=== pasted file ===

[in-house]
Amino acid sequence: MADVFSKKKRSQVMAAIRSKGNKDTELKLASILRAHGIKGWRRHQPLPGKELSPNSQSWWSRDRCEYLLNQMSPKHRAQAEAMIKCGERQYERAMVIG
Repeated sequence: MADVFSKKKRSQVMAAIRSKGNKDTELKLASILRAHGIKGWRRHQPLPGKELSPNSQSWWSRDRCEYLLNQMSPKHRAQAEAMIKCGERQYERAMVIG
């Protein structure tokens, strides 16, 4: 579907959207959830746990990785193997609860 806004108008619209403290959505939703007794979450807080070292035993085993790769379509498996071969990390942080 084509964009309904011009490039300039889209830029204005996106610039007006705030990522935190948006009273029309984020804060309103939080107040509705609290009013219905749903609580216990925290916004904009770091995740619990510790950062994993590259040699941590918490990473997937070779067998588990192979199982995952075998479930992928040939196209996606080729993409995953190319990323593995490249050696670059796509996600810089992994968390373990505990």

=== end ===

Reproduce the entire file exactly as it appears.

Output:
[in-house]
Amino acid sequence: MADVFSKKKRSQVMAAIRSKGNKDTELKLASILRAHGIKGWRRHQPLPGKELSPNSQSWWSRDRCEYLLNQMSPKHRAQAEAMIKCGERQYERAMVIG
Repeated sequence: MADVFSKKKRSQVMAAIRSKGNKDTELKLASILRAHGIKGWRRHQPLPGKELSPNSQSWWSRDRCEYLLNQMSPKHRAQAEAMIKCGERQYERAMVIG
């Protein structure tokens, strides 16, 4: 579907959207959830746990990785193997609860 806004108008619209403290959505939703007794979450807080070292035993085993790769379509498996071969990390942080 084509964009309904011009490039300039889209830029204005996106610039007006705030990522935190948006009273029309984020804060309103939080107040509705609290009013219905749903609580216990925290916004904009770091995740619990510790950062994993590259040699941590918490990473997937070779067998588990192979199982995952075998479930992928040939196209996606080729993409995953190319990323593995490249050696670059796509996600810089992994968390373990505990």